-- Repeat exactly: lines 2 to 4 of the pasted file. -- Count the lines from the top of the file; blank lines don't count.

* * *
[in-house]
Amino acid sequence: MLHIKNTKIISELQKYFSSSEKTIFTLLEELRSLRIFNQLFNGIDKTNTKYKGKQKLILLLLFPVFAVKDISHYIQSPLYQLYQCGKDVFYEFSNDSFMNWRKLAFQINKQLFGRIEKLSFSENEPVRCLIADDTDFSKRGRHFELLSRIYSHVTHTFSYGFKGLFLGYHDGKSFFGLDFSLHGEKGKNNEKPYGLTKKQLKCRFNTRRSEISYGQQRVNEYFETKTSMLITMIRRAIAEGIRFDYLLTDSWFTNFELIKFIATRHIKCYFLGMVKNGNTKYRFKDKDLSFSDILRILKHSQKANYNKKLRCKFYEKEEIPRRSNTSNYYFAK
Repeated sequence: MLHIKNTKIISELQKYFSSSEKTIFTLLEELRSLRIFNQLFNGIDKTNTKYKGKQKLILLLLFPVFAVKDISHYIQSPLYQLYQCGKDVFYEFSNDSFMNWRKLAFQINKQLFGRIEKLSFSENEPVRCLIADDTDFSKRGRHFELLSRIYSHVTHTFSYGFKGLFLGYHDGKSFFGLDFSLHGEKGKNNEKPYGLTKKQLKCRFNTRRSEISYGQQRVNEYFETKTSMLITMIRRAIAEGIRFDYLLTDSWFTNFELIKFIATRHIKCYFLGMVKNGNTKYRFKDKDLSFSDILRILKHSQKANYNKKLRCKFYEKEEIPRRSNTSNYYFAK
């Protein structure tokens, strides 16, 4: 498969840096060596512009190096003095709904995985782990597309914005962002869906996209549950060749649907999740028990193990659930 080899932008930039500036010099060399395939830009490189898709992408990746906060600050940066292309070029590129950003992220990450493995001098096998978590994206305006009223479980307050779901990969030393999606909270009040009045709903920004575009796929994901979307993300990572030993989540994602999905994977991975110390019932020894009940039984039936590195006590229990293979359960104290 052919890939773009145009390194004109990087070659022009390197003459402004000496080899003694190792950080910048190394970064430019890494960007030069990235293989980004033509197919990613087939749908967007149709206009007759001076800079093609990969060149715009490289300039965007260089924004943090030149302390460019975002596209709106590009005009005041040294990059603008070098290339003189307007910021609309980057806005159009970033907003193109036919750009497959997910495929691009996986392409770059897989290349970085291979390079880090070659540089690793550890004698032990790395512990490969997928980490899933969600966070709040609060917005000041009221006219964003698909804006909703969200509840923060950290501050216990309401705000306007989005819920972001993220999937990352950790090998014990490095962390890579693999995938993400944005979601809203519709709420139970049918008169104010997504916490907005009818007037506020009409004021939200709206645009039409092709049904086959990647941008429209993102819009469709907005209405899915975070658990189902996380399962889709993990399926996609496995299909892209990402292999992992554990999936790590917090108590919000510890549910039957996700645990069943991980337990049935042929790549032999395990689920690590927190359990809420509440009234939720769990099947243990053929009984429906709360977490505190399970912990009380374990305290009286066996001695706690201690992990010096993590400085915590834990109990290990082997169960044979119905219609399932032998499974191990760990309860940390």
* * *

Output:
Amino acid sequence: MLHIKNTKIISELQKYFSSSEKTIFTLLEELRSLRIFNQLFNGIDKTNTKYKGKQKLILLLLFPVFAVKDISHYIQSPLYQLYQCGKDVFYEFSNDSFMNWRKLAFQINKQLFGRIEKLSFSENEPVRCLIADDTDFSKRGRHFELLSRIYSHVTHTFSYGFKGLFLGYHDGKSFFGLDFSLHGEKGKNNEKPYGLTKKQLKCRFNTRRSEISYGQQRVNEYFETKTSMLITMIRRAIAEGIRFDYLLTDSWFTNFELIKFIATRHIKCYFLGMVKNGNTKYRFKDKDLSFSDILRILKHSQKANYNKKLRCKFYEKEEIPRRSNTSNYYFAK
Repeated sequence: MLHIKNTKIISELQKYFSSSEKTIFTLLEELRSLRIFNQLFNGIDKTNTKYKGKQKLILLLLFPVFAVKDISHYIQSPLYQLYQCGKDVFYEFSNDSFMNWRKLAFQINKQLFGRIEKLSFSENEPVRCLIADDTDFSKRGRHFELLSRIYSHVTHTFSYGFKGLFLGYHDGKSFFGLDFSLHGEKGKNNEKPYGLTKKQLKCRFNTRRSEISYGQQRVNEYFETKTSMLITMIRRAIAEGIRFDYLLTDSWFTNFELIKFIATRHIKCYFLGMVKNGNTKYRFKDKDLSFSDILRILKHSQKANYNKKLRCKFYEKEEIPRRSNTSNYYFAK
């Protein structure tokens, strides 16, 4: 498969840096060596512009190096003095709904995985782990597309914005962002869906996209549950060749649907999740028990193990659930 080899932008930039500036010099060399395939830009490189898709992408990746906060600050940066292309070029590129950003992220990450493995001098096998978590994206305006009223479980307050779901990969030393999606909270009040009045709903920004575009796929994901979307993300990572030993989540994602999905994977991975110390019932020894009940039984039936590195006590229990293979359960104290 052919890939773009145009390194004109990087070659022009390197003459402004000496080899003694190792950080910048190394970064430019890494960007030069990235293989980004033509197919990613087939749908967007149709206009007759001076800079093609990969060149715009490289300039965007260089924004943090030149302390460019975002596209709106590009005009005041040294990059603008070098290339003189307007910021609309980057806005159009970033907003193109036919750009497959997910495929691009996986392409770059897989290349970085291979390079880090070659540089690793550890004698032990790395512990490969997928980490899933969600966070709040609060917005000041009221006219964003698909804006909703969200509840923060950290501050216990309401705000306007989005819920972001993220999937990352950790090998014990490095962390890579693999995938993400944005979601809203519709709420139970049918008169104010997504916490907005009818007037506020009409004021939200709206645009039409092709049904086959990647941008429209993102819009469709907005209405899915975070658990189902996380399962889709993990399926996609496995299909892209990402292999992992554990999936790590917090108590919000510890549910039957996700645990069943991980337990049935042929790549032999395990689920690590927190359990809420509440009234939720769990099947243990053929009984429906709360977490505190399970912990009380374990305290009286066996001695706690201690992990010096993590400085915590834990109990290990082997169960044979119905219609399932032998499974191990760990309860940390």